Humid filament is fine for printing.

 

Greetings Fabian

 

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Cool! I want to get me that stuff...

However you are confusing humidity with % by weight.

Some people think 100% humidity means you have 100% water and 0% air. But no, 100% is when you can't add any more water (as a gas) to the air and adding any more water will be in droplet (liquid) form.

At 100% humitidty, 1 cubic meter of air at 30C holds 30 grams of water

And the air alone weighs about 1200g

So even if humidity is at 100%, this is only about 2.5% water by weight (that's normally how you do it -- by weight).

So if your goal is to keep water under .02% then the humidity only needs to get down to .8% to have the *air* .02% by weight. I'm not sure how this translates to qty of water in PLA though. But getting humidity down to 1% should help a lot!

 

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@Johnny:

Cool. If you do it please share your experience.

BTW: make sure to buy some rubberjoint-belt for windows. (i don't know the english expression for it). In german it is "Fensterdichtband".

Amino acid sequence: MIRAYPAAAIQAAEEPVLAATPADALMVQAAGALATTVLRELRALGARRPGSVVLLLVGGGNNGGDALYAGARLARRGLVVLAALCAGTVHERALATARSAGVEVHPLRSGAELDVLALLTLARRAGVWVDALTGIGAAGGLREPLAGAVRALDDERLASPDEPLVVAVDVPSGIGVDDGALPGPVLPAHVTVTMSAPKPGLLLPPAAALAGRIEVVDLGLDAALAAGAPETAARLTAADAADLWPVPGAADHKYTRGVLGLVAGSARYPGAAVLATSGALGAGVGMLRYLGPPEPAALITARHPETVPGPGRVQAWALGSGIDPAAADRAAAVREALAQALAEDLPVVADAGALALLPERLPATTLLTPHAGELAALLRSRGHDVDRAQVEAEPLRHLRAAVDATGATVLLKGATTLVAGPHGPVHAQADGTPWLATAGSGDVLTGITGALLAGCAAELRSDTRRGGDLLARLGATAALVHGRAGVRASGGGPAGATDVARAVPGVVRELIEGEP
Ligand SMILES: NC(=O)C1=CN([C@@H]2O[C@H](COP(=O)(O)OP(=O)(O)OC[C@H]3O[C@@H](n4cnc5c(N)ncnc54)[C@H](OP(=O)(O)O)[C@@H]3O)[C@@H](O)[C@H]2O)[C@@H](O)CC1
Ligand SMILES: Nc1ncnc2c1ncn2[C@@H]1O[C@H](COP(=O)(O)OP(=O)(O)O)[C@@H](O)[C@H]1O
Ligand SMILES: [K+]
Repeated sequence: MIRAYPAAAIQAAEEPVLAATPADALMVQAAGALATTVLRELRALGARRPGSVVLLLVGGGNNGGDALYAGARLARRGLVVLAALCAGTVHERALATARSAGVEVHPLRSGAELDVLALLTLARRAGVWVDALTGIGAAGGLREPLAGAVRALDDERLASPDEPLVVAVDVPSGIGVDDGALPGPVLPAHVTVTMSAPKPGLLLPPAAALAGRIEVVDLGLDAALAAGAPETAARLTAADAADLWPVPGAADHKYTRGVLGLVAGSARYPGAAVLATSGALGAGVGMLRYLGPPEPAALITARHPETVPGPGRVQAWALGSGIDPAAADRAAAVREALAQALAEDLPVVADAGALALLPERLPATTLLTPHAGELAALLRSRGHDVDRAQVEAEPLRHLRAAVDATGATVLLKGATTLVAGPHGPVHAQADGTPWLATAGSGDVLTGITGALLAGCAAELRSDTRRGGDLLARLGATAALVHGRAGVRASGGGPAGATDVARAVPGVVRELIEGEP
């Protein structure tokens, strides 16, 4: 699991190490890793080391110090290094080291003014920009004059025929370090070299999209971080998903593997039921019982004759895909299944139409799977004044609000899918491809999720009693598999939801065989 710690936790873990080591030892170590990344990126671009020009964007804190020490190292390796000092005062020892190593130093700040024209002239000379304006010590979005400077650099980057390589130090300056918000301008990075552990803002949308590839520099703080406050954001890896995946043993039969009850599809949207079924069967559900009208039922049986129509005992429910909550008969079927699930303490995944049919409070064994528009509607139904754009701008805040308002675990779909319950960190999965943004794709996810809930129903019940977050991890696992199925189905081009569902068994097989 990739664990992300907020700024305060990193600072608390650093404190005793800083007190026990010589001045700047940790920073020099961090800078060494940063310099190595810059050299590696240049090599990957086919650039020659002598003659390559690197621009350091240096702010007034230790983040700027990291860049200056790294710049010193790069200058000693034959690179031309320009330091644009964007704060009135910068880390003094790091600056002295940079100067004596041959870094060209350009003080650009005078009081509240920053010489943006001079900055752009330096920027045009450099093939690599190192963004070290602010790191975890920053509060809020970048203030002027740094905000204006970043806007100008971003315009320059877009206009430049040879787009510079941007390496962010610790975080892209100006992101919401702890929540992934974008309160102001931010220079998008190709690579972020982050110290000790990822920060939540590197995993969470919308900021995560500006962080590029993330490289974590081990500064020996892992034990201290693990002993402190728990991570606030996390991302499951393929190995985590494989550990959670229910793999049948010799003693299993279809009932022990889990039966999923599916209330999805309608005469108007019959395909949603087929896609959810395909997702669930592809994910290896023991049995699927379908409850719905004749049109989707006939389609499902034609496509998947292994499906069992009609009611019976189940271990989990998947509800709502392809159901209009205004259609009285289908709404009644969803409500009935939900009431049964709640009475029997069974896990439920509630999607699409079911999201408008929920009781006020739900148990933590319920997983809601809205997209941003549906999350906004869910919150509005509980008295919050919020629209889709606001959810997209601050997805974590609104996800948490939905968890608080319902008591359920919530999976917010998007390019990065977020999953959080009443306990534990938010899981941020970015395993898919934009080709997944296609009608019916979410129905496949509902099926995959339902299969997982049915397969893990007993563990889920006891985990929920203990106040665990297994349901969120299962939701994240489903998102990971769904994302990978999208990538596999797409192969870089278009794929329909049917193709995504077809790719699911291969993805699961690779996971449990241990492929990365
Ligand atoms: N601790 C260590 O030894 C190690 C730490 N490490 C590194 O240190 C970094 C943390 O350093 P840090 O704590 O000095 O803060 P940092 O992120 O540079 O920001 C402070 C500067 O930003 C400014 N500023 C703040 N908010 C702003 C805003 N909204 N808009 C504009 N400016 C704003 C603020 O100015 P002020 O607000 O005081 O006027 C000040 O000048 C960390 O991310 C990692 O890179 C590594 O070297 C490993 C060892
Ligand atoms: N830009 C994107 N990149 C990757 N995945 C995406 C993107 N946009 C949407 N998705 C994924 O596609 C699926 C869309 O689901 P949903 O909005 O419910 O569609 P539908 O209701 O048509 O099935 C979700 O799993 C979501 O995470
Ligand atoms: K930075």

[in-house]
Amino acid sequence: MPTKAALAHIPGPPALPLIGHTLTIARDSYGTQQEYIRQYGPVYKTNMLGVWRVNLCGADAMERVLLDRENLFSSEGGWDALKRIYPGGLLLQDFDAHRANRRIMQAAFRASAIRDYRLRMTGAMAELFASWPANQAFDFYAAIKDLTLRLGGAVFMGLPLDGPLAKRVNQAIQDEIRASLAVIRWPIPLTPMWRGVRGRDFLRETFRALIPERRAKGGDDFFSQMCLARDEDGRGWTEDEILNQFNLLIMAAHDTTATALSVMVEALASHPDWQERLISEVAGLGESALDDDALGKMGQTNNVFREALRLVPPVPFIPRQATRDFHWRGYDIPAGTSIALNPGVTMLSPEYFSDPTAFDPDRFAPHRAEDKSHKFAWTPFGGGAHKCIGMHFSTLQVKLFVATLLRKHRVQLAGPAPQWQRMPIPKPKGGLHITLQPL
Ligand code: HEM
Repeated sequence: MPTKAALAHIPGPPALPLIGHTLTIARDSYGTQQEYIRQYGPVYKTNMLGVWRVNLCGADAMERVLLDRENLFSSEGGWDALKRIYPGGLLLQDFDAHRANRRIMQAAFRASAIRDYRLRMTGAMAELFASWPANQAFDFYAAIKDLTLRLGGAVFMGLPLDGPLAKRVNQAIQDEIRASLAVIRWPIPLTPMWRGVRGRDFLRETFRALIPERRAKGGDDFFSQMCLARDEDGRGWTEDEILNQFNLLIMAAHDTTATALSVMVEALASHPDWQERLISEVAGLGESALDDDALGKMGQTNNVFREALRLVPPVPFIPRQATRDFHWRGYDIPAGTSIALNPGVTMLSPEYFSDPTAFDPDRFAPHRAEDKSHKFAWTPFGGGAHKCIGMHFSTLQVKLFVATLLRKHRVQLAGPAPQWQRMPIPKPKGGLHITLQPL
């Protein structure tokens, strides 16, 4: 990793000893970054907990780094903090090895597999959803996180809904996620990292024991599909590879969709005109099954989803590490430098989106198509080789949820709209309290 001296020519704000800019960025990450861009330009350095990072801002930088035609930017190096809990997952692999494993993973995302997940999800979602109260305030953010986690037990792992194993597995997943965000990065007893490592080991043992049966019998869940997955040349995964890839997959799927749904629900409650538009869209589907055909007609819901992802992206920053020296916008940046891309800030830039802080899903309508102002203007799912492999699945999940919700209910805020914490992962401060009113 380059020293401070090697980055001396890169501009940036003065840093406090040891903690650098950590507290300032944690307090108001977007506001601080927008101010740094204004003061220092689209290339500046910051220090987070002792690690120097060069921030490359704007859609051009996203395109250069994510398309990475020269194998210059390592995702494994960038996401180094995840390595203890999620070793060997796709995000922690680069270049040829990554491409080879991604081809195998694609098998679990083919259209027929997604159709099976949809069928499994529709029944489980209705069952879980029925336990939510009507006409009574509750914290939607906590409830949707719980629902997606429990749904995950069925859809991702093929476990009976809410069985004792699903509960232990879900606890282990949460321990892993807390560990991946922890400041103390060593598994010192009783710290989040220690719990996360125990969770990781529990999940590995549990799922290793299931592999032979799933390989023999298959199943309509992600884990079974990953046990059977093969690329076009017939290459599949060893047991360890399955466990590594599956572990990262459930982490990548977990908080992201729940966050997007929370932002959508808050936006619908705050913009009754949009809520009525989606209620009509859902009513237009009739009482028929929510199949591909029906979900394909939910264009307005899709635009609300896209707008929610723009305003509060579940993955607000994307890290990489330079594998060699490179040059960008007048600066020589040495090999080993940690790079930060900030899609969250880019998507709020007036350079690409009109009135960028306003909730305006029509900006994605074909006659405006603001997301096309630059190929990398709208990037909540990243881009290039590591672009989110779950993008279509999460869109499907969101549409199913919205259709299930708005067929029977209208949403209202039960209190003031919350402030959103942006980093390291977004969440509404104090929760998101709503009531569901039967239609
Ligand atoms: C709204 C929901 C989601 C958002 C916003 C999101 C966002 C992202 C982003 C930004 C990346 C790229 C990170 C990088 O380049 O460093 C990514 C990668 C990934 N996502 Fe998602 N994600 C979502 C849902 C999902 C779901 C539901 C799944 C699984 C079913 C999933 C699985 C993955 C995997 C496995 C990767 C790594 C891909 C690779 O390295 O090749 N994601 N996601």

These are cheap and will help you seal the box. I forgot them in the first post though (now edited).

And just to be fair: This wasn't my idea in the first place. I just copied this from other people (see the thingiverse-link in the first post).

@gr5:

Jep, i got that wrong. Thanks! :smile:

So let me recalculate that:

Figure 2 on the second page of that paper:

http://www.marplex.com.au/technical/A%20guide%20to%20ABS%20Pellet%20Drying.pdf

shows a correlation between relative humidity in the air and equilibrium moisture concentration (EMC) in the filament. You can see that 0.15% filament moisture (general purpose type) relates to a 10% humidity. So what we need is not an air humidity of 0.02% but only 1.33%. That sounds more realisitc....

 

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Yesterday I experienced something really weird:

I had this delivery of filament: Nylon,Laywood, Bendlay and 2kg of white PLA from mexhibit (german vendor):

http://www.mexhibit3druck.de/#!product/prd1/996213934/fdm-filament-3d-druck%2C-natur-weiss%2C-3.0-mm%2C-2.3-kg

This PLA was delivered on two very small spools a 1kg each, that wouldn't fit onto my UM. So i took the material of one spool and put it on an empty 2kg-reel i had laying around. Put this in my newly build exsiccator and left it in there for about a week now.

And yesterday I came home to this:

http://umforum.ultimaker.com/index.php?/gallery/image/1862-pla-drying-crash/

read on here:

http://umforum.ultimaker.com/index.php?/gallery/image/1861-spool-of-dried-and-cracked-pla/